more from Charles Sanders Peirce

Single Idea 14770

[catalogued under 11. Knowledge Aims / B. Certain Knowledge / 3. Fallibilism]

Full Idea

All positive reasoning is judging the proportion of something in a whole collection by the proportion found in a sample. Hence we can never hope to attain absolute certainty, absolute exactitude, absolute universality.

Gist of Idea

Reasoning is based on statistical induction, so it can't achieve certainty or precision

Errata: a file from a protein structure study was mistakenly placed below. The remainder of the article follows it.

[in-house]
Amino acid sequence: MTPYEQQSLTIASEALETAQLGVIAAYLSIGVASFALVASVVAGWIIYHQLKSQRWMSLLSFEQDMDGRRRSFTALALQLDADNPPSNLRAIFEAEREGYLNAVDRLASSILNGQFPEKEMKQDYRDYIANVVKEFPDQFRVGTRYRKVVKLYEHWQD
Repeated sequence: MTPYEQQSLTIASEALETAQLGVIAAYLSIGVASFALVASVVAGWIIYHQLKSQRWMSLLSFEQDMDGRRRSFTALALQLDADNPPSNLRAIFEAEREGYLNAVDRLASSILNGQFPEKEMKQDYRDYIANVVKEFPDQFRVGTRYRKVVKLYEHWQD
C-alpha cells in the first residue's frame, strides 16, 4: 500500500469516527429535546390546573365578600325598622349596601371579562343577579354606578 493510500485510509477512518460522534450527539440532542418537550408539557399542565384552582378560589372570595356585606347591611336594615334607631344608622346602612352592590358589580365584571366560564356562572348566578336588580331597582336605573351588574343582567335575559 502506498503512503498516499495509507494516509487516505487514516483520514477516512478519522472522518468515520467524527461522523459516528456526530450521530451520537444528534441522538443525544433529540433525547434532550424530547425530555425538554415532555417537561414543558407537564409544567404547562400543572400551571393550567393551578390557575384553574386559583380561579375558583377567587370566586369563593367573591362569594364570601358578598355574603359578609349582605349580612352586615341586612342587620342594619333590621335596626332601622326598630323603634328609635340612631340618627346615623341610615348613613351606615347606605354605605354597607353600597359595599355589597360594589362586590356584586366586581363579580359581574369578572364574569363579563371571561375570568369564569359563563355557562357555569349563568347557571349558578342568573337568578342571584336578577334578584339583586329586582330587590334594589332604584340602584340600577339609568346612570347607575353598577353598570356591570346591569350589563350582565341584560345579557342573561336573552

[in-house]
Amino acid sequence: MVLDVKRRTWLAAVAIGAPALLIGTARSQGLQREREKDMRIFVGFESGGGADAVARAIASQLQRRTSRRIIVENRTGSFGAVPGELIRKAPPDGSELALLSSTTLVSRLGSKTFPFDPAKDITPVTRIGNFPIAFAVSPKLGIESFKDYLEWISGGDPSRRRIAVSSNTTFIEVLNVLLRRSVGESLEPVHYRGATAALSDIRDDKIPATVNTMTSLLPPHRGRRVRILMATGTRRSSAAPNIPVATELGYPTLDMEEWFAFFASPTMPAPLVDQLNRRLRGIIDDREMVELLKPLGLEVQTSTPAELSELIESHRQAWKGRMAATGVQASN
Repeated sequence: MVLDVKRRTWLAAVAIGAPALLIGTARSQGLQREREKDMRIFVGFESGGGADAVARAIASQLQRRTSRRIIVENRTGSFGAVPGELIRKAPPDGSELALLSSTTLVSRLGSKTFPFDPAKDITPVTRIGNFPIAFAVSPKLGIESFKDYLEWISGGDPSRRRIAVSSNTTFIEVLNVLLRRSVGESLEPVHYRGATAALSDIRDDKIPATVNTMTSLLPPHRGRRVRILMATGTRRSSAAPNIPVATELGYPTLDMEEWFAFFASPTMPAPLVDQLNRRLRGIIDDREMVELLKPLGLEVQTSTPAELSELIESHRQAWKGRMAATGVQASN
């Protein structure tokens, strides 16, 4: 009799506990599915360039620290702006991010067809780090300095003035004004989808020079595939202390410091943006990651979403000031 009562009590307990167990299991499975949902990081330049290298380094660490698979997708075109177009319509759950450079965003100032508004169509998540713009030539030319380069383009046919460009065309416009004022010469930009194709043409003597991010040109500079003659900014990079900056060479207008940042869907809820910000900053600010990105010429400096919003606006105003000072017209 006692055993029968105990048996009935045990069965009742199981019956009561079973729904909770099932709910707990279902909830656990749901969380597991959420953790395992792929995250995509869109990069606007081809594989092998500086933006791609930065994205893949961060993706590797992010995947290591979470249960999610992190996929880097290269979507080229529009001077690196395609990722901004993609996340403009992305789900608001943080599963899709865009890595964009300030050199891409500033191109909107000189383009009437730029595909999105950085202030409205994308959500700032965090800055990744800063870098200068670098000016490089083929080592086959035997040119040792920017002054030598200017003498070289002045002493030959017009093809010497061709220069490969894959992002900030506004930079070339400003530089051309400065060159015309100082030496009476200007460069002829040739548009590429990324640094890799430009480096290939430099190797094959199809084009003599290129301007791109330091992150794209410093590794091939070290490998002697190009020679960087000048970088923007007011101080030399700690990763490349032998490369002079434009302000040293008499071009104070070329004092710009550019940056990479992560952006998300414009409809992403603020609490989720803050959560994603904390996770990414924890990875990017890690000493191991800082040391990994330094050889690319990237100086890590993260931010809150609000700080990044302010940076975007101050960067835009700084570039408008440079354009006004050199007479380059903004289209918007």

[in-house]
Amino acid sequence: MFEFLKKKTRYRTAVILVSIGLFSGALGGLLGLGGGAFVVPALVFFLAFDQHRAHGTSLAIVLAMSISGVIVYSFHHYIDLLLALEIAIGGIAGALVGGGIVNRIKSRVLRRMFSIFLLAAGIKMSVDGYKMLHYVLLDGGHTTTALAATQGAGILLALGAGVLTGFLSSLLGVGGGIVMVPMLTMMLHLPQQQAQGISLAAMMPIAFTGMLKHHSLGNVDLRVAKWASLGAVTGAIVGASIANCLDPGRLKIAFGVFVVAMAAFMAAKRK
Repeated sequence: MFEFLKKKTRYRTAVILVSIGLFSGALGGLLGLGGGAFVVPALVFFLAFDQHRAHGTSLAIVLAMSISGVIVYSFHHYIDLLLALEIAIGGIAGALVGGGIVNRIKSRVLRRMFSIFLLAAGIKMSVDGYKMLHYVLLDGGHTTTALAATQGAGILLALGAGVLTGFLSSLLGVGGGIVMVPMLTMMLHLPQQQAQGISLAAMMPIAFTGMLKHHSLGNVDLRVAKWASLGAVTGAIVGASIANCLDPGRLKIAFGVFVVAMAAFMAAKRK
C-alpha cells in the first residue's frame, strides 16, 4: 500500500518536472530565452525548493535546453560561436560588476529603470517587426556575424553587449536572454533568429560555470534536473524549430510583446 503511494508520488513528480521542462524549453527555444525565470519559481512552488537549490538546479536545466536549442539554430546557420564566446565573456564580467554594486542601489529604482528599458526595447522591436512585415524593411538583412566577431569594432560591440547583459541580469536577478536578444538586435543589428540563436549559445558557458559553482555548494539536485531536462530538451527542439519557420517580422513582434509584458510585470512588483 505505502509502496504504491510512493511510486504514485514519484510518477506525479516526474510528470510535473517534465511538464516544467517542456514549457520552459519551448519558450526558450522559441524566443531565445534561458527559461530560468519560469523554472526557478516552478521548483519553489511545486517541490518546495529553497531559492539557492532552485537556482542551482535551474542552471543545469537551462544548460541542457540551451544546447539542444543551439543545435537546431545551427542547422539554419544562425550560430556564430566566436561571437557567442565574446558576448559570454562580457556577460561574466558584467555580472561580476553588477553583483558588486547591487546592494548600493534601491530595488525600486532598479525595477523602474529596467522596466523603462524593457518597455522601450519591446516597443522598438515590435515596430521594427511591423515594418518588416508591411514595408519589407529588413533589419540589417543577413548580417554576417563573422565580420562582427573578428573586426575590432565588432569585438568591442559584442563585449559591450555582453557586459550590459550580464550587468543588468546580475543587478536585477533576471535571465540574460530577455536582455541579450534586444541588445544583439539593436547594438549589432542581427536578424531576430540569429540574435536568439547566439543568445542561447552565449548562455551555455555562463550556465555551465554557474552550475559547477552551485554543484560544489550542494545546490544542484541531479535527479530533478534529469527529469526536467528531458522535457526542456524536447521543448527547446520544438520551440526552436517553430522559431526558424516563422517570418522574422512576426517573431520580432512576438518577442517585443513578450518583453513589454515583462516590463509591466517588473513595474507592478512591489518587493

Charles Sanders Peirce (Scientific Attitude and Fallibilism [1899], II)

Book Reference

Peirce,Charles Sanders: 'Philosophical Writings of Peirce', ed/tr. Buchler,Justus [Dover 1940], p.56

A Reaction

This is the basis of Peirce's fallibilism - that all 'positive' reasoning (whatever that it?) is based on statistical induction. I'm all in favour of fallibilism, but find Peirce's claim to be a bit too narrow. He was too mesmerised by physical science.

Related Idea

Idea 6352 Enumerative induction gives a universal judgement, while statistical induction gives a proportion [Pollock/Cruz]